Observers say Argentina is well positioned to jump back on the nuclear bandwagon – and not just because it has proven uranium reserves. It also boasts significant human capital. Starting in the early 90s, Argentina may have lost its enthusiasm for commercial nuclear electricity production, but it never stopped investing in research, training facilities and experimental reactors.
Argentina’s Comisión Nacional de Energía Atómica (CNEA), established in 1950, operates five research reactors and has made some significant technological advances, including development of the Central Argentina de Elementos Modulares (CAREM) prototype, a brand of mini reactor (25 MW) that the Fernandez government is hoping Argentina will soon be able to market for export.
“Before addressing you I went over the plant and your excellent work which has Argentina as a leading country is the production of nuclear energy with peaceful and scientific purposes,” said President Férnandez during a June visit to CNEA’s Centro Atómico Ezeiza near Buenos Aires.
“We need to keep adding value to our scientific and technological production, and that is why we are renovating the plant and contracting young engineers, physics and chemistry professionals. This is crucial for Argentina’s future and we will provide the funds,” she added.
Bold Power Move, Or Just Hot Air?
Argentina’s suddenly rekindled love affair with nuclear power has not, however, been without its critics, with some analysts saying that until authorities can offer more precise details about their numerous plans, all the talk of embracing nuclear power will remain just that – talk.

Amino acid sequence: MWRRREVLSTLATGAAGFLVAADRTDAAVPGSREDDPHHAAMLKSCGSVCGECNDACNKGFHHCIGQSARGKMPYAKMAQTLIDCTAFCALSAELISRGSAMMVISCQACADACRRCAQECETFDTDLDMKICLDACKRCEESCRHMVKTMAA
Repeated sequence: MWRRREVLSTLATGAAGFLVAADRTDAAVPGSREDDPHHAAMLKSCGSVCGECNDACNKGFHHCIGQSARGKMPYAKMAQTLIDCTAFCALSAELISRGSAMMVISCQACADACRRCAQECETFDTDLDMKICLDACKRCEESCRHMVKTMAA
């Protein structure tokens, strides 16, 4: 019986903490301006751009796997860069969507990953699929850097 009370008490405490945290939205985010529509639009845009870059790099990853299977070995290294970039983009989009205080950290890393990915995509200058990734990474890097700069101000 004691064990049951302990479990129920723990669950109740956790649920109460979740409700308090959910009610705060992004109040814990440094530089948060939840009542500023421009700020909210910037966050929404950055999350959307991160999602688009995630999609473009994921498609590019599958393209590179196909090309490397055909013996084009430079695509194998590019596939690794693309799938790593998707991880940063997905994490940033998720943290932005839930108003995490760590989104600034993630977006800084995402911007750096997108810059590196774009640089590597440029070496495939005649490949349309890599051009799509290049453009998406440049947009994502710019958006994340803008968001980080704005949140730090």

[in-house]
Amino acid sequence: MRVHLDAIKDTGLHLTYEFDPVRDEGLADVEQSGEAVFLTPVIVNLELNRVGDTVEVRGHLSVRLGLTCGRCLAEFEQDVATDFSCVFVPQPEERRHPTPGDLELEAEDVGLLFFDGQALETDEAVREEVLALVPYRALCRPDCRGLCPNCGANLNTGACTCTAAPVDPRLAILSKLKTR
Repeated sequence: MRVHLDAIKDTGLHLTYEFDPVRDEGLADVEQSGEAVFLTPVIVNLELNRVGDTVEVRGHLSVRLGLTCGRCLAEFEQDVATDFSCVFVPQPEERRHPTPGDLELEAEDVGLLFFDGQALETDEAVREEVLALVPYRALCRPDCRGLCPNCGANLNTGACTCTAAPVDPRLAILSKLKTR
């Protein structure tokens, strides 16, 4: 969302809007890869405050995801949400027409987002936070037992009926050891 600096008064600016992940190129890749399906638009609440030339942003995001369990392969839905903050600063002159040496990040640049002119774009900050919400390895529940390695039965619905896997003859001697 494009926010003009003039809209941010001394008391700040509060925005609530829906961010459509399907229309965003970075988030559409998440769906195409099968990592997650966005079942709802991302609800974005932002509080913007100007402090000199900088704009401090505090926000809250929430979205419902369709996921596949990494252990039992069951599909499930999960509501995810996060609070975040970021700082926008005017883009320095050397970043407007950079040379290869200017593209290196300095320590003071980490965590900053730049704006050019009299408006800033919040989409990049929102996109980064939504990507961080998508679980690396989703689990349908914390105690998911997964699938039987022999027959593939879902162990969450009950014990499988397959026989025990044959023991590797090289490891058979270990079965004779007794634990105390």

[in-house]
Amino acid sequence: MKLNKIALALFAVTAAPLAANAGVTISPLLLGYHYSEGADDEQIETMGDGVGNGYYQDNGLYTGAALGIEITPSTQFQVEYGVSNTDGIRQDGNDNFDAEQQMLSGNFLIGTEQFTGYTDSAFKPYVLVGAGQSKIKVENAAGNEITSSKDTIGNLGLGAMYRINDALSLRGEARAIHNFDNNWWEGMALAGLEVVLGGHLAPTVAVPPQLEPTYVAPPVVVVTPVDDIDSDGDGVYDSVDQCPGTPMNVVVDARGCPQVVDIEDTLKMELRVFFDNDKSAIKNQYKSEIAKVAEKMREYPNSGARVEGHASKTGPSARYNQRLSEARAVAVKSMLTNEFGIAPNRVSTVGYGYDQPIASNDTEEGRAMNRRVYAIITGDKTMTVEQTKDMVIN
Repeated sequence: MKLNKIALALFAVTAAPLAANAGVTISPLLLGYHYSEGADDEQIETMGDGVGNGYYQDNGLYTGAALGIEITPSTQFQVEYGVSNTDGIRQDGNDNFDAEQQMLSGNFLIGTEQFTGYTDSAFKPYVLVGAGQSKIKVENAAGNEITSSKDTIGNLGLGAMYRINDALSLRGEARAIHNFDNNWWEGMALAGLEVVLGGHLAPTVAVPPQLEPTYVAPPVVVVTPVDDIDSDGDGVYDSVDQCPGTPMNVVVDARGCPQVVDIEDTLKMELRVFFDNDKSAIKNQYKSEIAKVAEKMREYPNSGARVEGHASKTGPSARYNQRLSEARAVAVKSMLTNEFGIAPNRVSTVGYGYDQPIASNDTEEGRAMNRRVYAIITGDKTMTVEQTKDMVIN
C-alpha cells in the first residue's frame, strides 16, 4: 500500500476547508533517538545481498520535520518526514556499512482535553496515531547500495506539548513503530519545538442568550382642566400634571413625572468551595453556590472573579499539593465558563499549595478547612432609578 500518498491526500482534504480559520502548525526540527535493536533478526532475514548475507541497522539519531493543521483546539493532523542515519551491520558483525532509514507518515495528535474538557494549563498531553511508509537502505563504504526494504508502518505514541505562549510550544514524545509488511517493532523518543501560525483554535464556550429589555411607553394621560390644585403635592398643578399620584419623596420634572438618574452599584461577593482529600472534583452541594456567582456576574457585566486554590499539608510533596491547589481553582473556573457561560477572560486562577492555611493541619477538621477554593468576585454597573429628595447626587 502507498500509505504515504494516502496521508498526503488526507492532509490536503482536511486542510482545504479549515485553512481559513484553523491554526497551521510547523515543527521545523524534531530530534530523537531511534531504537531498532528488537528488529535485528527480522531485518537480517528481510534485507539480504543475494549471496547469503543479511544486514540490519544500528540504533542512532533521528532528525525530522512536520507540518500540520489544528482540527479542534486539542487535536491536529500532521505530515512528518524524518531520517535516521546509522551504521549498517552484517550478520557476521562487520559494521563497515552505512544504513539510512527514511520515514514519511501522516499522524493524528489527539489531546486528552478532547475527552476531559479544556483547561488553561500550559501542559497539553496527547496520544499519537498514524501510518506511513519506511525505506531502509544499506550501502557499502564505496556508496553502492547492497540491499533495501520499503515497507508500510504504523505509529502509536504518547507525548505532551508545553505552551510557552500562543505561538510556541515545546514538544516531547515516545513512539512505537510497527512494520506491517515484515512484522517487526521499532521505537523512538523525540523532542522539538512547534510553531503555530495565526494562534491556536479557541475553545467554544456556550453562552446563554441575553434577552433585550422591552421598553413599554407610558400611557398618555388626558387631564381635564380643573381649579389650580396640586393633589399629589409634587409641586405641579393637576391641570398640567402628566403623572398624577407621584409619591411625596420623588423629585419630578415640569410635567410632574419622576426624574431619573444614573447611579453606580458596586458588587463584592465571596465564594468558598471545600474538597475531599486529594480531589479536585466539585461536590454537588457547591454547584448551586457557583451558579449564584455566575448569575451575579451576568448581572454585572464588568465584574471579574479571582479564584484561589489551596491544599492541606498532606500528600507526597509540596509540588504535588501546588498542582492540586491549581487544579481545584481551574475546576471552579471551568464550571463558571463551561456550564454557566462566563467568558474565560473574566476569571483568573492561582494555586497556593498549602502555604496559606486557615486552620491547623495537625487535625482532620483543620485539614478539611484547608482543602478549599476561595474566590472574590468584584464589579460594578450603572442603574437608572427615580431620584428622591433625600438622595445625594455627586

A case in point is the much heralded nuclear pact President Férnandez reached in 2008 with her Brazilian counterpart, Luiz Inacio Lula da Silva. Promising to share technology, the two also agreed to eventually build a joint reactor. Like Argentina, Brazil – the only other South American country with nuclear power plants – has two operating facilities with a third on the way. Two years after the Brazil-Argentina pact was signed, it’s still not clear how, when or in what capacity the two nations plan to cooperate.
Argentina reached an equally vague agreement earlier this year with Russia, whose president, Dmitry Medvedev, promised to invest several billion dollars in Argentina’s nuclear sector. It’s not clear, however, where exactly all that money would be spent, especially if Argentina decides not to award the Atucha III contract to Russian builders. Medvedev’s visit to Argentina this past April was the first by a top-level Russian official since the two countries first established diplomatic relations.